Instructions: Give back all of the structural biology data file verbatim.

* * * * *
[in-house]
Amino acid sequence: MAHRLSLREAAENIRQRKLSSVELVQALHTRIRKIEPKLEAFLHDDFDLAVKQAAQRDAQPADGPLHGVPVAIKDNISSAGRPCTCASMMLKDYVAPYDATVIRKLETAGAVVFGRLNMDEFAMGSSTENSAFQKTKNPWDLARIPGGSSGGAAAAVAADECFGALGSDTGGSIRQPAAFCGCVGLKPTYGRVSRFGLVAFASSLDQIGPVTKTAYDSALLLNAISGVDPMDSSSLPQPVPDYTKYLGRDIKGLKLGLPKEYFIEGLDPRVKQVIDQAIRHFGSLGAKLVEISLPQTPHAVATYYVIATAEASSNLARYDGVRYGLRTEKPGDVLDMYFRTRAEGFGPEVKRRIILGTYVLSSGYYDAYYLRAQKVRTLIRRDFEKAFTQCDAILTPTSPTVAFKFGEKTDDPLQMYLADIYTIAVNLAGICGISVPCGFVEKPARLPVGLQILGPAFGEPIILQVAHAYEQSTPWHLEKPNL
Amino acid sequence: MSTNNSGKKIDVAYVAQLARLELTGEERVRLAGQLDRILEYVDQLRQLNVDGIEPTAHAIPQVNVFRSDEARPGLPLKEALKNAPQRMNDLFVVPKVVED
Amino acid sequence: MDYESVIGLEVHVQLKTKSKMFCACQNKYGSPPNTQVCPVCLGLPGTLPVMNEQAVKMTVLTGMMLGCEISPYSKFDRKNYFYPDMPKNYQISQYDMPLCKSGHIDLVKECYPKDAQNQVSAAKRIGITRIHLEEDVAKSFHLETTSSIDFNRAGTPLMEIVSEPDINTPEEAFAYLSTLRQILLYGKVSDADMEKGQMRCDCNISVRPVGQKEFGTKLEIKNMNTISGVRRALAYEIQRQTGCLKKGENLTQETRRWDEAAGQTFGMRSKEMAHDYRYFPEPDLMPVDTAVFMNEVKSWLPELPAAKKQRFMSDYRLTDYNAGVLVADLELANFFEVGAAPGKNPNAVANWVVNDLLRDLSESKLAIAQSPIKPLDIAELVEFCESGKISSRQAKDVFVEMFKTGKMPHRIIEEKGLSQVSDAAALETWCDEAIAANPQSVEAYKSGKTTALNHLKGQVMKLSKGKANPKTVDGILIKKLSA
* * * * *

[in-house]
Amino acid sequence: MAHRLSLREAAENIRQRKLSSVELVQALHTRIRKIEPKLEAFLHDDFDLAVKQAAQRDAQPADGPLHGVPVAIKDNISSAGRPCTCASMMLKDYVAPYDATVIRKLETAGAVVFGRLNMDEFAMGSSTENSAFQKTKNPWDLARIPGGSSGGAAAAVAADECFGALGSDTGGSIRQPAAFCGCVGLKPTYGRVSRFGLVAFASSLDQIGPVTKTAYDSALLLNAISGVDPMDSSSLPQPVPDYTKYLGRDIKGLKLGLPKEYFIEGLDPRVKQVIDQAIRHFGSLGAKLVEISLPQTPHAVATYYVIATAEASSNLARYDGVRYGLRTEKPGDVLDMYFRTRAEGFGPEVKRRIILGTYVLSSGYYDAYYLRAQKVRTLIRRDFEKAFTQCDAILTPTSPTVAFKFGEKTDDPLQMYLADIYTIAVNLAGICGISVPCGFVEKPARLPVGLQILGPAFGEPIILQVAHAYEQSTPWHLEKPNL
Amino acid sequence: MSTNNSGKKIDVAYVAQLARLELTGEERVRLAGQLDRILEYVDQLRQLNVDGIEPTAHAIPQVNVFRSDEARPGLPLKEALKNAPQRMNDLFVVPKVVED
Amino acid sequence: MDYESVIGLEVHVQLKTKSKMFCACQNKYGSPPNTQVCPVCLGLPGTLPVMNEQAVKMTVLTGMMLGCEISPYSKFDRKNYFYPDMPKNYQISQYDMPLCKSGHIDLVKECYPKDAQNQVSAAKRIGITRIHLEEDVAKSFHLETTSSIDFNRAGTPLMEIVSEPDINTPEEAFAYLSTLRQILLYGKVSDADMEKGQMRCDCNISVRPVGQKEFGTKLEIKNMNTISGVRRALAYEIQRQTGCLKKGENLTQETRRWDEAAGQTFGMRSKEMAHDYRYFPEPDLMPVDTAVFMNEVKSWLPELPAAKKQRFMSDYRLTDYNAGVLVADLELANFFEVGAAPGKNPNAVANWVVNDLLRDLSESKLAIAQSPIKPLDIAELVEFCESGKISSRQAKDVFVEMFKTGKMPHRIIEEKGLSQVSDAAALETWCDEAIAANPQSVEAYKSGKTTALNHLKGQVMKLSKGKANPKTVDGILIKKLSA